A great way to stay abreast of what’s new in the publishing world is to attend local book festivals. A simple google search of your town or city followed by “Book Festival” will tell you when and where your next one will be! I’ve spoken to Patrick Weir, intern at Melville House Publishing about his experience at the Brooklyn Book Festival, and my very own mother Beth Gabriel about her participation in the Vegas Valley Book Festival. I hope this sparks your interest in going to the next festival near you, as it certainly has for me!
Tallie: Patrick! I know you work for a publishing house and you recently worked their booth at the Brooklyn Book Festival. Can you tell me what your experience was like?
Patrick: I work for Melville House Publishing, an independent book publisher with offices in Dumbo.
This was my second time at the Book Festival, and my first time being on the other side of one of the booths. I went last year, when I was just starting my second to last semester as an English major, although at the time I didn’t know that I wanted to work in publishing. I just went because I liked books, I liked my then girlfriend, and it seemed like a good nerdy date idea. We got there pretty late in the day, after most of the author readings and speeches, but those weren’t really the draw for me. I was more interested in all the booths for bookstores, publishers and the literary mags. I don’t remember much else, except that, astonishingly, I don’t think that I bought any books, and that I was a little bummed that the London Review of Books had run out of free tote bags by the time we got there.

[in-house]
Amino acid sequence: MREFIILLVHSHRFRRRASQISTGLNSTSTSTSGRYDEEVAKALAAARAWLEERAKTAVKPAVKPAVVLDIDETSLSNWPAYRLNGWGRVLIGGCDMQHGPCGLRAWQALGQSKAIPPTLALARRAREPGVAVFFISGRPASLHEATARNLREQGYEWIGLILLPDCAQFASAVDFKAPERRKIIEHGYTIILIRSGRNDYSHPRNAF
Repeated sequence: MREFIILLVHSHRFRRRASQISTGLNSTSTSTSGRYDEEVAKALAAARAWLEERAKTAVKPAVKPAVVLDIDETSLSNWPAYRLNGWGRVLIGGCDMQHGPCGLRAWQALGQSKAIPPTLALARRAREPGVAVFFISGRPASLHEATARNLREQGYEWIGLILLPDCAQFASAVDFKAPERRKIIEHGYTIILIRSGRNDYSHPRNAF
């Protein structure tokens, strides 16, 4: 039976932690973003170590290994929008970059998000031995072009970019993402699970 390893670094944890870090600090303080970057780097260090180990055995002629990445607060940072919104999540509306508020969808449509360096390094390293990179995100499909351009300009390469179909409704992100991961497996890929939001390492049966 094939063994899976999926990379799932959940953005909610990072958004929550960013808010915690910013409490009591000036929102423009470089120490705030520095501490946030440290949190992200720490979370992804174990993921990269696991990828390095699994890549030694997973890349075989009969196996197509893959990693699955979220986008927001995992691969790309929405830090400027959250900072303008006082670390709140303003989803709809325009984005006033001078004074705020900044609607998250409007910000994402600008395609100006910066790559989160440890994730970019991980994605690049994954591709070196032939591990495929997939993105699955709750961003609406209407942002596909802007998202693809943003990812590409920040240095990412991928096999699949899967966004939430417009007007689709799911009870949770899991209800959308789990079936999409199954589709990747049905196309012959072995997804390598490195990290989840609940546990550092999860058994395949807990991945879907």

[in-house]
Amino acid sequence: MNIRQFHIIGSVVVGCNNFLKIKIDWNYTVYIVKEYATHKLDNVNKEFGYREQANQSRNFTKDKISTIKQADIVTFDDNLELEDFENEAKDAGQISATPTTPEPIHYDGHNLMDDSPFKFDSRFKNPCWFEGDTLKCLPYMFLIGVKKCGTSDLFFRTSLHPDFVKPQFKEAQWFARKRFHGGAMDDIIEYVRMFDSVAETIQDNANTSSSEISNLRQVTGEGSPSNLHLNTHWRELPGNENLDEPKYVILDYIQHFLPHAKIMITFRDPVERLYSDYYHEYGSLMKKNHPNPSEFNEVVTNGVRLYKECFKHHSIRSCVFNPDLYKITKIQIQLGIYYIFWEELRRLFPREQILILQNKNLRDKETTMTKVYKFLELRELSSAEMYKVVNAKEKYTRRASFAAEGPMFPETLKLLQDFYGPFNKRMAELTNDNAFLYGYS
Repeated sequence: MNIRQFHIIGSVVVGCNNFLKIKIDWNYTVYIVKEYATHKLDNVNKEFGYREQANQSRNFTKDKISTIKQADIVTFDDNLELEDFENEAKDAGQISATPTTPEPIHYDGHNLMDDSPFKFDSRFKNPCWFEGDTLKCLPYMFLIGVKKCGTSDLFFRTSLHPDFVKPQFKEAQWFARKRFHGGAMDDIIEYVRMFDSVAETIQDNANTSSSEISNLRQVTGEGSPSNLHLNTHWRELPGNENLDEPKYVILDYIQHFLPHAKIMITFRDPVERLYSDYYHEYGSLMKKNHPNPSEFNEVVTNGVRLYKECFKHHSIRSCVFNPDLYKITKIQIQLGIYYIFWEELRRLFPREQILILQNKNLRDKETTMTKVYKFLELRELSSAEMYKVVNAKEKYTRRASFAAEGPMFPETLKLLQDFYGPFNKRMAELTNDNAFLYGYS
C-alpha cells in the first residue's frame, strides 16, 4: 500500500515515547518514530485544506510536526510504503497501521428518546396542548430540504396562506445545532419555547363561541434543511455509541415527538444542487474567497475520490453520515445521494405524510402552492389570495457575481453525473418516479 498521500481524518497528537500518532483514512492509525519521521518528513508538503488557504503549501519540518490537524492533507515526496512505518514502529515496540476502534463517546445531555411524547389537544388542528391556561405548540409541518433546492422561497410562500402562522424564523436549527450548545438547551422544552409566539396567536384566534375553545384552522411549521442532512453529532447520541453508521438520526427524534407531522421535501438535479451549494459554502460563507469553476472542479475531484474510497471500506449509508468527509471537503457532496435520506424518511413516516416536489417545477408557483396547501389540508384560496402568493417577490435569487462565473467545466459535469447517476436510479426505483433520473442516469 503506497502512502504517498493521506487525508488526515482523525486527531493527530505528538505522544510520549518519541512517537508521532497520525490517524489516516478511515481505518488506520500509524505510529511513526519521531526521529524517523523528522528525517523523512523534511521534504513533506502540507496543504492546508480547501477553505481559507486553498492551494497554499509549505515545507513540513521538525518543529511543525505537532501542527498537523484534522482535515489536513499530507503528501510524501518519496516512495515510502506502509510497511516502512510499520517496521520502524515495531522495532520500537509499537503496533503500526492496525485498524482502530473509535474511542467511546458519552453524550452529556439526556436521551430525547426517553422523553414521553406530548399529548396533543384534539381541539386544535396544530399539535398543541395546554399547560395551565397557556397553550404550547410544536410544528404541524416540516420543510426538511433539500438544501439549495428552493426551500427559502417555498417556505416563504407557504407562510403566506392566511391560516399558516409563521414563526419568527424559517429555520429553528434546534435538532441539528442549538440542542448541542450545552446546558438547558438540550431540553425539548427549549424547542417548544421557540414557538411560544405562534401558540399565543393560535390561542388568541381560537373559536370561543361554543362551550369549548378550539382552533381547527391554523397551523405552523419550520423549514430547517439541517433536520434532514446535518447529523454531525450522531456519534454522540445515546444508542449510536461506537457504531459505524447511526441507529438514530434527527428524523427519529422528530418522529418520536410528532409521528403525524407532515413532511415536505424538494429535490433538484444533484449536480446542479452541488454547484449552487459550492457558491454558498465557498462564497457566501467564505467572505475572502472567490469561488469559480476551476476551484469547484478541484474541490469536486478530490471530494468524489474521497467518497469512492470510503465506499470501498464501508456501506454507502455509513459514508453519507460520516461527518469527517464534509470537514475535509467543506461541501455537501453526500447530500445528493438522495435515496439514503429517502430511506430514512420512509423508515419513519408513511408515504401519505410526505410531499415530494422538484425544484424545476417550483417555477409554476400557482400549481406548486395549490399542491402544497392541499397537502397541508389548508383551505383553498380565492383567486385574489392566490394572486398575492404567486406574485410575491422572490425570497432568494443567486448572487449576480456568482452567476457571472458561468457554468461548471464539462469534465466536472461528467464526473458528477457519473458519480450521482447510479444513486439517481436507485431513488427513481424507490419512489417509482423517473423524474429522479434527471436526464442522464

I was much more engaged this time around. I had graduated from unpaid student to unpaid intern, lost the girlfriend but doubled down on the book obsession, and I actually got to spend the whole day standing next to a massive pile of LRB totes. I got there around 9 or 10 with the other Melville House interns, one of the two founders and most of the staff. The marketing guys drove the books over in a white van, and we spent the next hour or so unpacking. Everybody working our booth, which by the end of the day included everyone who worked for Melville, was there to sell books, and our operation pretty much blew everyone else out of the water. I was working the classic novellas table and I- no exaggeration- sold at least 30 books, all fueled by granola bars and lots of lots of coffee. The marketing guys were performing amateur psycho analysis on people to convince them that they were the right person for a certain book. The office administrator sold two copies, the only ones we brought, of an eight-hundred page history of Krautrock. Wandering around for lunch I saw some familiar faces from English classes, met some new interns with whom I engaged in a “book swap.” (We stole books from each other’s publishers.) And all in all I had a pretty great time. I managed to dodge the oddballs who were trying to sell us their manuscripts, (“Excuse me, I happen to have the same birthday as Herman Melville, wouldn’t you like to read my novel?”) I was told that I’m a “natural book seller,” and I got to go out afterward with the team for some killer kebabs. I never did get that LRB tote, but now I have my own Melville bag, and there’s always next year.